China is using billions of American trade dollars to modernize its military force — from purchasing foreign weapons systems and technologies to building its own ships, planes and missiles — a top lawmaker and his colleagues say.
As top U.S. military officials questioned China's intentions in expanding its military last week, ranking House Armed Services Committee member Rep. Duncan Hunter, California Republican, said the reality is that "China is stepping into the superpower shoes left behind by the former Soviet Union."
"China is increasing its production and acquisition of military technology at an alarming rate, and they are doing it with American trade dollars," he added.
Rep. Tim Ryan, Ohio Democrat, who is writing a trade-reform bill with Mr. Hunter, cited the U.S. record deficit with China as further evidence that action is needed on countries that unfairly manipulate their currencies.
China's economic growth has enabled it to sustain a trend of double-digit increases in defense spending. In March 2007, China also announced it would increase its annual defense budget by nearly 18 percent over the previous year to $45 billion.
Military officials said this figure is a low estimate of China's overall defense spending. A recent Department of Defense annual report, "The Military Power of the People's Republic of China," estimated that China's total military-related defense spending is more likely in the range of $85 billion to $125 billion.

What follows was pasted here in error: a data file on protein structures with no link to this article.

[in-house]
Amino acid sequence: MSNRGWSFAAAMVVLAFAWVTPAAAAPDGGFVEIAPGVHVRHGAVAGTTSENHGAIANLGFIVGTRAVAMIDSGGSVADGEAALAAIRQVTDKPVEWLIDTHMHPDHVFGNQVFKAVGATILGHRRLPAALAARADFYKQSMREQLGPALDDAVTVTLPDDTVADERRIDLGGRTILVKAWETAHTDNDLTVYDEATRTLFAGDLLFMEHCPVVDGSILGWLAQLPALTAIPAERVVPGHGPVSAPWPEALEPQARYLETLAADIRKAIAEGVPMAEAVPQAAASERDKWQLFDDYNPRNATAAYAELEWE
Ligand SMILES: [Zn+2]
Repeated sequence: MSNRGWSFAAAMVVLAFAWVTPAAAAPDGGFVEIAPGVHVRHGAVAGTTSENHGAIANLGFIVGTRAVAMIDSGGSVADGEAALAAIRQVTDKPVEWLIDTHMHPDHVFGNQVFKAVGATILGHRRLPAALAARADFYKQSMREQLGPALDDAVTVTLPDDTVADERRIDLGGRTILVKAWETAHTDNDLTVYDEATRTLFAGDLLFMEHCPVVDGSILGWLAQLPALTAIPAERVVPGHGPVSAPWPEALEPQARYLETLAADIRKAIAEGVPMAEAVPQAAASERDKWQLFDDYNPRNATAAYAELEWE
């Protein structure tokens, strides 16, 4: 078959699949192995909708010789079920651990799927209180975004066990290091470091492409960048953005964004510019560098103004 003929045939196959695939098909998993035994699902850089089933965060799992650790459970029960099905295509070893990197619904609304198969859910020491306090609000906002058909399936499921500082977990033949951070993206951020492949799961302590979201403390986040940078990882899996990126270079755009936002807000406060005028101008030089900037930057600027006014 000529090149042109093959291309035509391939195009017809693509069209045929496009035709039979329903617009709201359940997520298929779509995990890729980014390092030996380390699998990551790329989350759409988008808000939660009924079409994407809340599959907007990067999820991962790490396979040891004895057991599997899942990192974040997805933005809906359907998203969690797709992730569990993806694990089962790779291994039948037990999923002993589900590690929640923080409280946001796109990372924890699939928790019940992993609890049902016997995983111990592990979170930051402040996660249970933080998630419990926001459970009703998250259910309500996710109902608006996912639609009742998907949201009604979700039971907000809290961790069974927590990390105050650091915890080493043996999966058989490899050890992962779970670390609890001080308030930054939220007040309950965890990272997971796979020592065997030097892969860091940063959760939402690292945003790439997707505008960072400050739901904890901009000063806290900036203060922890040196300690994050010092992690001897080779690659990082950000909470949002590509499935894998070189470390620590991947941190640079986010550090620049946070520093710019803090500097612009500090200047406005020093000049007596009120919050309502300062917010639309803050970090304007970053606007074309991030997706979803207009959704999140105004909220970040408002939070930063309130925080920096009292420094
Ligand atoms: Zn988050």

China received the second of two Russian-made Sovremenny II guided-missile destroyers fitted with anti-ship cruise missiles in late 2006 — providing China with a capability to challenge American aircraft carriers.
The report states that the Chinese government is also negotiating with the Russians on submarines, such as the Kilo-class diesel submarine; a battalion of S-300PMU-2 surface-to-air missile systems with an intercept range of about 125 miles; AWACS aircraft with air-to-air refueling capability; sophisticated communications equipment among other aircraft and defense systems.
Last week, Adm. Timothy Keating, commander of the U.S. forces in Asia, told Chinese officials during a visit to explain the intentions behind their expanding military power, adding that "transparency" is not enough.
Adm. Gary Roughead, the former Pacific Fleet commander, echoed Adm. Keating's concerns, telling reporters that as China's navy is becoming increasingly stronger, the Asian nation's "intent" becomes more imperative.
The loss of American manufacturing jobs, however, only heightens the issue, said Mr. Ryan, citing the $256 billion annual trade deficit on goods with China.
"Our economy is at risk of recession, we continue to lose manufacturing jobs and we need to have the courage to do something real about it," he said.